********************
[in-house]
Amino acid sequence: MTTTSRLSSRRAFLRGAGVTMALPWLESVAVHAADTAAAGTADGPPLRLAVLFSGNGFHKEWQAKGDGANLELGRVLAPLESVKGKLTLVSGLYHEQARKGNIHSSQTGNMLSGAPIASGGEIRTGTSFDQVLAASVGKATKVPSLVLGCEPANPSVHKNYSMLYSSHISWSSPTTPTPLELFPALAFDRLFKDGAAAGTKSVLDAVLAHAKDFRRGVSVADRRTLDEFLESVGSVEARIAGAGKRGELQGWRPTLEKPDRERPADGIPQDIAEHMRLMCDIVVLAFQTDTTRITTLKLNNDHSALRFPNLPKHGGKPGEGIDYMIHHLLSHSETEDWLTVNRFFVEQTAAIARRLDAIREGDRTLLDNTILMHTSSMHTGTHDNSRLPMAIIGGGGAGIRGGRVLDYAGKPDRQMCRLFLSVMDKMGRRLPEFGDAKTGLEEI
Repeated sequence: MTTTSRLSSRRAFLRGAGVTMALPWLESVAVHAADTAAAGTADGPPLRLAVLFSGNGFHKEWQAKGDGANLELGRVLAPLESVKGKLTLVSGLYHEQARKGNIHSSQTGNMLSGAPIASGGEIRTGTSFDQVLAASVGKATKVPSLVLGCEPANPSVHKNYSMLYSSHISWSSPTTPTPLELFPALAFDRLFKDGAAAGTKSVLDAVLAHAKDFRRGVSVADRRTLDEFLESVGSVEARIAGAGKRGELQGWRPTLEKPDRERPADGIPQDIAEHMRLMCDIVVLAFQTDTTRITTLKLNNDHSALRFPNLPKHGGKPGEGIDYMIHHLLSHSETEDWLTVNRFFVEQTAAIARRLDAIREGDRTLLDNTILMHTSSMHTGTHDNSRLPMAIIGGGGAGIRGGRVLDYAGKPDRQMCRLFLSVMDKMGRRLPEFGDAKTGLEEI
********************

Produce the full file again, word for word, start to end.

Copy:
[in-house]
Amino acid sequence: MTTTSRLSSRRAFLRGAGVTMALPWLESVAVHAADTAAAGTADGPPLRLAVLFSGNGFHKEWQAKGDGANLELGRVLAPLESVKGKLTLVSGLYHEQARKGNIHSSQTGNMLSGAPIASGGEIRTGTSFDQVLAASVGKATKVPSLVLGCEPANPSVHKNYSMLYSSHISWSSPTTPTPLELFPALAFDRLFKDGAAAGTKSVLDAVLAHAKDFRRGVSVADRRTLDEFLESVGSVEARIAGAGKRGELQGWRPTLEKPDRERPADGIPQDIAEHMRLMCDIVVLAFQTDTTRITTLKLNNDHSALRFPNLPKHGGKPGEGIDYMIHHLLSHSETEDWLTVNRFFVEQTAAIARRLDAIREGDRTLLDNTILMHTSSMHTGTHDNSRLPMAIIGGGGAGIRGGRVLDYAGKPDRQMCRLFLSVMDKMGRRLPEFGDAKTGLEEI
Repeated sequence: MTTTSRLSSRRAFLRGAGVTMALPWLESVAVHAADTAAAGTADGPPLRLAVLFSGNGFHKEWQAKGDGANLELGRVLAPLESVKGKLTLVSGLYHEQARKGNIHSSQTGNMLSGAPIASGGEIRTGTSFDQVLAASVGKATKVPSLVLGCEPANPSVHKNYSMLYSSHISWSSPTTPTPLELFPALAFDRLFKDGAAAGTKSVLDAVLAHAKDFRRGVSVADRRTLDEFLESVGSVEARIAGAGKRGELQGWRPTLEKPDRERPADGIPQDIAEHMRLMCDIVVLAFQTDTTRITTLKLNNDHSALRFPNLPKHGGKPGEGIDYMIHHLLSHSETEDWLTVNRFFVEQTAAIARRLDAIREGDRTLLDNTILMHTSSMHTGTHDNSRLPMAIIGGGGAGIRGGRVLDYAGKPDRQMCRLFLSVMDKMGRRLPEFGDAKTGLEEI